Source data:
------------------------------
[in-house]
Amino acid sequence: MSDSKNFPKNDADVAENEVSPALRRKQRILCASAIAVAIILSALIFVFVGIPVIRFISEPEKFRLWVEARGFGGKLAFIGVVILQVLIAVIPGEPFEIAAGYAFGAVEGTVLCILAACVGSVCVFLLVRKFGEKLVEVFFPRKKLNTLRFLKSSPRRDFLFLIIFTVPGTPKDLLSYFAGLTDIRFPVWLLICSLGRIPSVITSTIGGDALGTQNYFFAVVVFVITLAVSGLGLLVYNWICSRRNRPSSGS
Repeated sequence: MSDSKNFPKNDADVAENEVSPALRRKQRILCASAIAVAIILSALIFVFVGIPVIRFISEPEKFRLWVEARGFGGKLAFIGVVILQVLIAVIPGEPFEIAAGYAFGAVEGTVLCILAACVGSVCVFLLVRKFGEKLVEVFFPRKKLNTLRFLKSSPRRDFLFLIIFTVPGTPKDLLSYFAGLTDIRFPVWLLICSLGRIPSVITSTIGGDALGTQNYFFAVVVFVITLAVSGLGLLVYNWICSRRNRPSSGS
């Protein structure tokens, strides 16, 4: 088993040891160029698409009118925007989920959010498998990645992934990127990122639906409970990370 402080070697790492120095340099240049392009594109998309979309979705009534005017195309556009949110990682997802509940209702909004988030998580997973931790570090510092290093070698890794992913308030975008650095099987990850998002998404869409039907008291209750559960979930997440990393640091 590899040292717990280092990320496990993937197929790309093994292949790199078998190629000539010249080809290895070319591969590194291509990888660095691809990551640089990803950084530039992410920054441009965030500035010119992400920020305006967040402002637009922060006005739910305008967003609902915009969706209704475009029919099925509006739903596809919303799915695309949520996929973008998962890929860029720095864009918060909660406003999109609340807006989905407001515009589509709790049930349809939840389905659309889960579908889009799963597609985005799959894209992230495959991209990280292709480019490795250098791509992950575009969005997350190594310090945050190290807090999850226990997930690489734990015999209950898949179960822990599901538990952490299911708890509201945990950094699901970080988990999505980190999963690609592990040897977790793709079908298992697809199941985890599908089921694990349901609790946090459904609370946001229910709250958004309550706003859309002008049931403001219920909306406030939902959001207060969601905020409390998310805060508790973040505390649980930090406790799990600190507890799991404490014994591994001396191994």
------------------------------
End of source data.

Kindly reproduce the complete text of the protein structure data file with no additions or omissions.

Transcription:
[in-house]
Amino acid sequence: MSDSKNFPKNDADVAENEVSPALRRKQRILCASAIAVAIILSALIFVFVGIPVIRFISEPEKFRLWVEARGFGGKLAFIGVVILQVLIAVIPGEPFEIAAGYAFGAVEGTVLCILAACVGSVCVFLLVRKFGEKLVEVFFPRKKLNTLRFLKSSPRRDFLFLIIFTVPGTPKDLLSYFAGLTDIRFPVWLLICSLGRIPSVITSTIGGDALGTQNYFFAVVVFVITLAVSGLGLLVYNWICSRRNRPSSGS
Repeated sequence: MSDSKNFPKNDADVAENEVSPALRRKQRILCASAIAVAIILSALIFVFVGIPVIRFISEPEKFRLWVEARGFGGKLAFIGVVILQVLIAVIPGEPFEIAAGYAFGAVEGTVLCILAACVGSVCVFLLVRKFGEKLVEVFFPRKKLNTLRFLKSSPRRDFLFLIIFTVPGTPKDLLSYFAGLTDIRFPVWLLICSLGRIPSVITSTIGGDALGTQNYFFAVVVFVITLAVSGLGLLVYNWICSRRNRPSSGS
């Protein structure tokens, strides 16, 4: 088993040891160029698409009118925007989920959010498998990645992934990127990122639906409970990370 402080070697790492120095340099240049392009594109998309979309979705009534005017195309556009949110990682997802509940209702909004988030998580997973931790570090510092290093070698890794992913308030975008650095099987990850998002998404869409039907008291209750559960979930997440990393640091 590899040292717990280092990320496990993937197929790309093994292949790199078998190629000539010249080809290895070319591969590194291509990888660095691809990551640089990803950084530039992410920054441009965030500035010119992400920020305006967040402002637009922060006005739910305008967003609902915009969706209704475009029919099925509006739903596809919303799915695309949520996929973008998962890929860029720095864009918060909660406003999109609340807006989905407001515009589509709790049930349809939840389905659309889960579908889009799963597609985005799959894209992230495959991209990280292709480019490795250098791509992950575009969005997350190594310090945050190290807090999850226990997930690489734990015999209950898949179960822990599901538990952490299911708890509201945990950094699901970080988990999505980190999963690609592990040897977790793709079908298992697809199941985890599908089921694990349901609790946090459904609370946001229910709250958004309550706003859309002008049931403001219920909306406030939902959001207060969601905020409390998310805060508790973040505390649980930090406790799990600190507890799991404490014994591994001396191994």